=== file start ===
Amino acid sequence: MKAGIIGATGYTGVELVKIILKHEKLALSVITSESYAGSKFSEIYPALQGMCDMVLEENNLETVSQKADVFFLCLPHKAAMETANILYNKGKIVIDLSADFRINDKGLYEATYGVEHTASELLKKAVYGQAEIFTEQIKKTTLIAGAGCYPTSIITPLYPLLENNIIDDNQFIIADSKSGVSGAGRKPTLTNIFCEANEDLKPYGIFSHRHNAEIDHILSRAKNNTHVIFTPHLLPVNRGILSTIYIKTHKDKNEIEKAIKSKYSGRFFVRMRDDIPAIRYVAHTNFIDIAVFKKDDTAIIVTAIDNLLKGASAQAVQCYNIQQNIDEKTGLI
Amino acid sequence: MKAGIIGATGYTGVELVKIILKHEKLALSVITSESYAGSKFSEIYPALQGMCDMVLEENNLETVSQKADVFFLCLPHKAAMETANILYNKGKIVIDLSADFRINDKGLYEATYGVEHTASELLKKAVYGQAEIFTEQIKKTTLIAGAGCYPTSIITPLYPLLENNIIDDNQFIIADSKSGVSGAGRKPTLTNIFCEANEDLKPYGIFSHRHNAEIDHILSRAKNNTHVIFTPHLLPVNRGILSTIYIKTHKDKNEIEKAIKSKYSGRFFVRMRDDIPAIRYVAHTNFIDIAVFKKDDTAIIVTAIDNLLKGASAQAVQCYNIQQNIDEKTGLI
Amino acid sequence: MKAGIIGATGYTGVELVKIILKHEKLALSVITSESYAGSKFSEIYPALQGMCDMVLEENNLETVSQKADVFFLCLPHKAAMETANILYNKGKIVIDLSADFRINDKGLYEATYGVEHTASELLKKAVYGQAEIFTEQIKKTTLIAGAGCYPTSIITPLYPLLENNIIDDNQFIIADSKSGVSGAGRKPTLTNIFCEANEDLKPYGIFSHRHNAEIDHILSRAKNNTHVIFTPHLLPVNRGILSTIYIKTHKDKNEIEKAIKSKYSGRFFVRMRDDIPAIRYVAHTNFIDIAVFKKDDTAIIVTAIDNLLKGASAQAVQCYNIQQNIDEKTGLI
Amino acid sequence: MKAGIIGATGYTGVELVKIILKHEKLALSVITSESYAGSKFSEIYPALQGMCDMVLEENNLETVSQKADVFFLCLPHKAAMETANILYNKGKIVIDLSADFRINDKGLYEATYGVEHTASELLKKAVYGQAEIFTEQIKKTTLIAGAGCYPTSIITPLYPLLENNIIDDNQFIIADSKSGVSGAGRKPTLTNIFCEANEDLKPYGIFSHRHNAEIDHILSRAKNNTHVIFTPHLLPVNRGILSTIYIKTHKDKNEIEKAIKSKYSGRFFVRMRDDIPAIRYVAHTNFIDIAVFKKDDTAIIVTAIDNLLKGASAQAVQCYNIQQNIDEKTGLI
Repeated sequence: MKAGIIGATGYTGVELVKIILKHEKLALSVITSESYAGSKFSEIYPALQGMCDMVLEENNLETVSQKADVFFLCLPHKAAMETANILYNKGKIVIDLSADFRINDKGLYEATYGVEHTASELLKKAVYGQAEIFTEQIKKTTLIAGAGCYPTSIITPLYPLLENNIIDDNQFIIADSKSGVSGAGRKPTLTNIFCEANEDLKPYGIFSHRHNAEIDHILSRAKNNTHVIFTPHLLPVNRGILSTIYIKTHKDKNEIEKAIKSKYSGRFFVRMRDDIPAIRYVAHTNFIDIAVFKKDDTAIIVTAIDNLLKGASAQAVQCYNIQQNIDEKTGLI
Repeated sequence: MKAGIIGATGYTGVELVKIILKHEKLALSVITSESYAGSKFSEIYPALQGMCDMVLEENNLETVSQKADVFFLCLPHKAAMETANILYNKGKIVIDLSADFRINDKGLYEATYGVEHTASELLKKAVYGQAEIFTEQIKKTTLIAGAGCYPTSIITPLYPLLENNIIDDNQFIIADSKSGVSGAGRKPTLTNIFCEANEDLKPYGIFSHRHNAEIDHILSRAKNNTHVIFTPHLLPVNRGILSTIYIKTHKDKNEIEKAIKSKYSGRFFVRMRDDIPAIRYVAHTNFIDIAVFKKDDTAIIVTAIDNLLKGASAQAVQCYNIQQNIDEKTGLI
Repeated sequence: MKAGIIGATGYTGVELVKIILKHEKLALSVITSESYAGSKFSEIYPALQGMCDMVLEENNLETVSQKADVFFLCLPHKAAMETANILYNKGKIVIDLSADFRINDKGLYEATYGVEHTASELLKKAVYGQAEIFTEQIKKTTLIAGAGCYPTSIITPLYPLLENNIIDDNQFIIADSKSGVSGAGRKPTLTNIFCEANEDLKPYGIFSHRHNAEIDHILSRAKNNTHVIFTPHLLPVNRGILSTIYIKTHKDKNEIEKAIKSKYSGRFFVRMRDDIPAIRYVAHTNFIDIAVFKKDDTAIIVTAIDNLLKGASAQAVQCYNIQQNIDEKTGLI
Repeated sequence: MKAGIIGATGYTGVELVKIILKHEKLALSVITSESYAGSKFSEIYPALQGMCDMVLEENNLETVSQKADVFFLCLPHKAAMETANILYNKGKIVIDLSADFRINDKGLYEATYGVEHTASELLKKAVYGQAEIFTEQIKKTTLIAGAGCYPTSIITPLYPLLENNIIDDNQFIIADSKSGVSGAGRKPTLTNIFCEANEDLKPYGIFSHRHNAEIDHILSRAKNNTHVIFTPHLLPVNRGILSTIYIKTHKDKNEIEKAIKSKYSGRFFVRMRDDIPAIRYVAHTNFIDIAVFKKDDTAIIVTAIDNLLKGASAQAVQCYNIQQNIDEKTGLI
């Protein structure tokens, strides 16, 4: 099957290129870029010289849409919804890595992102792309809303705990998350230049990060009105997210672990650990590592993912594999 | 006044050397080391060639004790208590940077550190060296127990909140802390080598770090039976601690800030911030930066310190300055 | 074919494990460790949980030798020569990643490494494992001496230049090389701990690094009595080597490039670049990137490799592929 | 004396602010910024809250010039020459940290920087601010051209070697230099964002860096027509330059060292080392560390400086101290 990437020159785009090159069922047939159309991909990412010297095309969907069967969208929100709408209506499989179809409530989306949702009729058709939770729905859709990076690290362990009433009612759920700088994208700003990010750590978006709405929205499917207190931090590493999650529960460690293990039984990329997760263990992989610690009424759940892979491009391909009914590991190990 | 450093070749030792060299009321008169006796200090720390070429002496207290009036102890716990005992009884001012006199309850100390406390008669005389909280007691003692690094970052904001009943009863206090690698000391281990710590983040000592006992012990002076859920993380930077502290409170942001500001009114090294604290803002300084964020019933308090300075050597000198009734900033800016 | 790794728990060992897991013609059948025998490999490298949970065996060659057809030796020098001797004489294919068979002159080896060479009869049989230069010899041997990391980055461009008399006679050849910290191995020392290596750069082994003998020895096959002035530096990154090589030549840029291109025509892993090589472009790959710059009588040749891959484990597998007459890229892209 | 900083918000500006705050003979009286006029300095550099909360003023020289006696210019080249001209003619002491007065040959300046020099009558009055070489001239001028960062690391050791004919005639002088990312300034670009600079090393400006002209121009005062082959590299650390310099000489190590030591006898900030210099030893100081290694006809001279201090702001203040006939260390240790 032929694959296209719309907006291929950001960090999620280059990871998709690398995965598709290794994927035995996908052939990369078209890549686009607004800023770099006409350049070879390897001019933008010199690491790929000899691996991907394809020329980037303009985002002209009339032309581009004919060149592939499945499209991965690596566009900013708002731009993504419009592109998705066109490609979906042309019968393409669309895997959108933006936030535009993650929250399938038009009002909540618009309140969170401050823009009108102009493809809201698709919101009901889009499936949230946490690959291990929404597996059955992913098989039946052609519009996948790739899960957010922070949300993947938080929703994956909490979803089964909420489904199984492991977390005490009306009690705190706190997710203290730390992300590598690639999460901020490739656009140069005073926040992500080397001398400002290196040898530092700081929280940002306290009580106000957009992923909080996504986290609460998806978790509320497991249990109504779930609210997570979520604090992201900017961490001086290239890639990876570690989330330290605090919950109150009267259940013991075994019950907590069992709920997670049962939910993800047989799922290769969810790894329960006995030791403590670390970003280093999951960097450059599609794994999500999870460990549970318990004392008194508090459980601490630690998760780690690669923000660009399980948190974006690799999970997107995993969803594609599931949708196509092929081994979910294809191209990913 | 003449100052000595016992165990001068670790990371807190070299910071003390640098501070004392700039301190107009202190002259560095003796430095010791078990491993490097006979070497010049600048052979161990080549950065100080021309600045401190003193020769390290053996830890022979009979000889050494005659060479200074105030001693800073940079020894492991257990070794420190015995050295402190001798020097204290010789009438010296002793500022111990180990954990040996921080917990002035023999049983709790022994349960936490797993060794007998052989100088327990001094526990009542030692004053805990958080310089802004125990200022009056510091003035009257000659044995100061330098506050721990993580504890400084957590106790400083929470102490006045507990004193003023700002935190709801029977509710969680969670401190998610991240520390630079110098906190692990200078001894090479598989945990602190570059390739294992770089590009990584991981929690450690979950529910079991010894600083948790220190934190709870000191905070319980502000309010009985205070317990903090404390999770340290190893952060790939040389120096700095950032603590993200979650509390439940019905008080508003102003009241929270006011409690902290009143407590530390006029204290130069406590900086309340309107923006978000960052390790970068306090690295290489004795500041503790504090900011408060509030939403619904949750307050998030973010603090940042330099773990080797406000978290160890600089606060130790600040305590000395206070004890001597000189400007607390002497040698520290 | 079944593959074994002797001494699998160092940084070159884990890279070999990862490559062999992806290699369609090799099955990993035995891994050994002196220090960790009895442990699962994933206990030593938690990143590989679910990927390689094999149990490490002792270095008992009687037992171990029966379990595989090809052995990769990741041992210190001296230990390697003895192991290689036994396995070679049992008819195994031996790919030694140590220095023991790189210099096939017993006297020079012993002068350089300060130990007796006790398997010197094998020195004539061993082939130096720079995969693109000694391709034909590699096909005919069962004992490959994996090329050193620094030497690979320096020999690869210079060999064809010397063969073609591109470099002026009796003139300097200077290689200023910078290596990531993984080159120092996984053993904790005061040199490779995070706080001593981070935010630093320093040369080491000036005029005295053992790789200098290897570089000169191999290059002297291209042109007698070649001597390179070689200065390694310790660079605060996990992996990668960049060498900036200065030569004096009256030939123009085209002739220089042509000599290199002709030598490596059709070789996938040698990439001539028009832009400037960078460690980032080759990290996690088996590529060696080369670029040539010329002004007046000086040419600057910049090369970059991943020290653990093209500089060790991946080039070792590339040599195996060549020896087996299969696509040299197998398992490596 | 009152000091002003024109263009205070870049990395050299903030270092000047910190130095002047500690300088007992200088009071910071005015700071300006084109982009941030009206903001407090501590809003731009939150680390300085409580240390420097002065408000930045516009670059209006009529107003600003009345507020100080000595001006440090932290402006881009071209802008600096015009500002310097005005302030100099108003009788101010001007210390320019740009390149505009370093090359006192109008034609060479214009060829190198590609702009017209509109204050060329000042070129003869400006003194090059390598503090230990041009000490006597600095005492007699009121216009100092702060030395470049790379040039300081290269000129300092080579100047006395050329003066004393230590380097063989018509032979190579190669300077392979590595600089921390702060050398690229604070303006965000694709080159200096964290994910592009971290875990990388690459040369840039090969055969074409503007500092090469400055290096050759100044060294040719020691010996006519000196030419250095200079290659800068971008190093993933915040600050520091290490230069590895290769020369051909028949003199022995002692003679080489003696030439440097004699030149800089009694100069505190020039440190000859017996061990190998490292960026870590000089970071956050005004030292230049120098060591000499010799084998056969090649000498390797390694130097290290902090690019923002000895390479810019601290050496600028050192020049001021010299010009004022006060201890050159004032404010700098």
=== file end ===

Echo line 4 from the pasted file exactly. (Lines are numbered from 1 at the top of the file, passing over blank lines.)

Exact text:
Amino acid sequence: MKAGIIGATGYTGVELVKIILKHEKLALSVITSESYAGSKFSEIYPALQGMCDMVLEENNLETVSQKADVFFLCLPHKAAMETANILYNKGKIVIDLSADFRINDKGLYEATYGVEHTASELLKKAVYGQAEIFTEQIKKTTLIAGAGCYPTSIITPLYPLLENNIIDDNQFIIADSKSGVSGAGRKPTLTNIFCEANEDLKPYGIFSHRHNAEIDHILSRAKNNTHVIFTPHLLPVNRGILSTIYIKTHKDKNEIEKAIKSKYSGRFFVRMRDDIPAIRYVAHTNFIDIAVFKKDDTAIIVTAIDNLLKGASAQAVQCYNIQQNIDEKTGLI